Eco Magazine’s Features King Milling Editorial
Eco (Environmental, Coastal and Offshore) Magazine is published 9 times a year in print and digital formats, each issue presents critical business intelligence for scientific professionals.

The America’s WETLAND Foundation’s Chairman, R. King Milling, was a guest writer of an article for the February 2017 edition of the magazine.

The article stated: In a few months, the Louisiana Legislature will consider the third iteration of its Master Plan for Coastal Protection & Restoration in Louisiana. At issue are the process, timelines and expanding costs to complete restoration projects. Certain regulations, rules and guidelines have been promulgated, which appear sensible but in practice serve to undermine the very aims of conservation, sustainability and environmental restoration. In the ensuing years since Louisiana declared war on coastal land loss, the state, private land owners, NGOs and local governments have found that the fatigue and eventual losing propositions of attaining permits to pursue restoration are overwhelming.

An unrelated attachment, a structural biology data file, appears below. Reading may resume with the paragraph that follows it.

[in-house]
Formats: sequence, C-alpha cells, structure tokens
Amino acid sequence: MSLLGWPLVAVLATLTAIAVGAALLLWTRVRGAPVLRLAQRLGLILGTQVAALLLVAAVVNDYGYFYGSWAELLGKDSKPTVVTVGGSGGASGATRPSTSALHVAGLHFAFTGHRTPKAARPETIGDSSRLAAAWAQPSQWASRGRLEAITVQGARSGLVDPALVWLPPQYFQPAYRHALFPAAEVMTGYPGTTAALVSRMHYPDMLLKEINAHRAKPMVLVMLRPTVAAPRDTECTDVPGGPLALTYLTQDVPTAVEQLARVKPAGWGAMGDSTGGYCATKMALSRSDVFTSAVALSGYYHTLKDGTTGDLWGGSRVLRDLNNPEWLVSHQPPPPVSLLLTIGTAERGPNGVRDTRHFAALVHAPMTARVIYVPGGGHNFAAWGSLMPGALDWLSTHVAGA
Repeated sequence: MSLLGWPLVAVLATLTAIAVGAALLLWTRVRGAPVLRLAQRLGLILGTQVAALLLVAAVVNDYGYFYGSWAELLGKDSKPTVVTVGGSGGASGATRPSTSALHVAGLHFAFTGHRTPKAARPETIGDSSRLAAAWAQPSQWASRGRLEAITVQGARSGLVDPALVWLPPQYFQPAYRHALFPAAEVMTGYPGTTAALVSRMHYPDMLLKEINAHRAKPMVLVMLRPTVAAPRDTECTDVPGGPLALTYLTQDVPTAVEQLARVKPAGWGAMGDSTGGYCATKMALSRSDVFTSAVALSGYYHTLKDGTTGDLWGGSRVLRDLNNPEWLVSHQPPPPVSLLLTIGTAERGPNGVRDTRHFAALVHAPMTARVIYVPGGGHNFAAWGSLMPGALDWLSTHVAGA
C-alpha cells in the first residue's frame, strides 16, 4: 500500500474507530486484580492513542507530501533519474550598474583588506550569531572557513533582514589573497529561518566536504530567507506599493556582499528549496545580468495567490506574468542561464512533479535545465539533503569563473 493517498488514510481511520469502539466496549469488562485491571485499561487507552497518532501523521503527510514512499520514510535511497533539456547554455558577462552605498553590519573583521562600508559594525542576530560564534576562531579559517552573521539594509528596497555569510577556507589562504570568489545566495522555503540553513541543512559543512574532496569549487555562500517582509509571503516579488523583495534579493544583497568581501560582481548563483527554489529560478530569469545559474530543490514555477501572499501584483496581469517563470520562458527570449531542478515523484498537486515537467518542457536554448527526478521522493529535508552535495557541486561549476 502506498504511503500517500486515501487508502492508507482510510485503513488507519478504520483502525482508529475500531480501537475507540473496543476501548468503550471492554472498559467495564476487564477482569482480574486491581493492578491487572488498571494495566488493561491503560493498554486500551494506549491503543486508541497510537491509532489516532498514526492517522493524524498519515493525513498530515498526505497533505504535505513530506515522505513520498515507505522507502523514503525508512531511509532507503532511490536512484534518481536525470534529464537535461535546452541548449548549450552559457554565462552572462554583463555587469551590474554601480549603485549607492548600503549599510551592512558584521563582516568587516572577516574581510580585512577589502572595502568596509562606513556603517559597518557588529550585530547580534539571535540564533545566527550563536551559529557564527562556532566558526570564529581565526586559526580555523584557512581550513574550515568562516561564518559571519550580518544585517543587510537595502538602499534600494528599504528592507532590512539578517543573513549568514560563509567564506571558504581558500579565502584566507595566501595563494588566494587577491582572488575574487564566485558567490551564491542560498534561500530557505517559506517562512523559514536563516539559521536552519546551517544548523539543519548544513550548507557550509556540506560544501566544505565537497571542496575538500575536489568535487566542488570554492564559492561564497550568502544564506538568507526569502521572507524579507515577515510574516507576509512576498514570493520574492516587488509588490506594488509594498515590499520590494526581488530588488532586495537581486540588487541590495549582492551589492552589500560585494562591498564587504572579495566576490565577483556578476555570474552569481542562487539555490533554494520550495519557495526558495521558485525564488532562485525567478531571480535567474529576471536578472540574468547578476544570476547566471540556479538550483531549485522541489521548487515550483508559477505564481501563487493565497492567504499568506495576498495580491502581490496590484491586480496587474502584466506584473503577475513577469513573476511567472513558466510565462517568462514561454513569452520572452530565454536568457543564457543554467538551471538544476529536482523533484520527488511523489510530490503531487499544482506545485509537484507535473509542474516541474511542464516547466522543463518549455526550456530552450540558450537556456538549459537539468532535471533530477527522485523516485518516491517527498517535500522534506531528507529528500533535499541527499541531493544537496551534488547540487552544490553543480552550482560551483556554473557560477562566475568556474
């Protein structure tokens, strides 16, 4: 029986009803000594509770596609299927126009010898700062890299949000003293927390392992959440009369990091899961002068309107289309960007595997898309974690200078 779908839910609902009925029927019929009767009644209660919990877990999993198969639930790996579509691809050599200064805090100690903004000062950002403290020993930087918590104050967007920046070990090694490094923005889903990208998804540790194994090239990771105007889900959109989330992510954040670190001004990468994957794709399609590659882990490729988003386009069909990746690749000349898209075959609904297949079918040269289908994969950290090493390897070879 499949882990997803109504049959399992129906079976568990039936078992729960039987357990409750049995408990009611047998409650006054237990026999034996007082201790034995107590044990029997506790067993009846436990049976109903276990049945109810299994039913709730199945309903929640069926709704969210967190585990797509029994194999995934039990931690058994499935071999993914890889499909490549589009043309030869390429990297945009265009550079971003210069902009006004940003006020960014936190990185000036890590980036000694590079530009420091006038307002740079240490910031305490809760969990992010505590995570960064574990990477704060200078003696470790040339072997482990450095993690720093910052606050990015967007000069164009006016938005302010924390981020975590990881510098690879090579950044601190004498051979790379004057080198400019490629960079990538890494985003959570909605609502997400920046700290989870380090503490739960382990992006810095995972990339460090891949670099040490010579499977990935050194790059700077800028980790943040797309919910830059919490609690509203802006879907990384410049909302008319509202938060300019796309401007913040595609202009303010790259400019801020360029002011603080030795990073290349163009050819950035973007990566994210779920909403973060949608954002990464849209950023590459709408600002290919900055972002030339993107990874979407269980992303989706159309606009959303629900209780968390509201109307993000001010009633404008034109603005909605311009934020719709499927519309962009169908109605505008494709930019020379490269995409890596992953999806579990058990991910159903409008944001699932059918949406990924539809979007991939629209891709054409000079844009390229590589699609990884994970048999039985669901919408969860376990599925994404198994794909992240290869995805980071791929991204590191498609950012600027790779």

For more than a decade, we have tried to find a compromise to the dilemma we face with permitting processes. One solution to limitless timelines and cost overruns is to approve a “general” or “emergency” rule so that projects meeting consistency with a similar project are eligible to receive a permit based on the original project being granted.

RSVP Now for Summit on Master Plan
L ouisiana’s Coastal Protection & Restoration Authority (CPRA) and America’s WETLAND Foundation (AWF) will host the Summit at the Lod Cook Alumni Center on the LSU campus on February 16, 2017. The Summit’s focus is the national significance of Louisiana’s coastal master plan.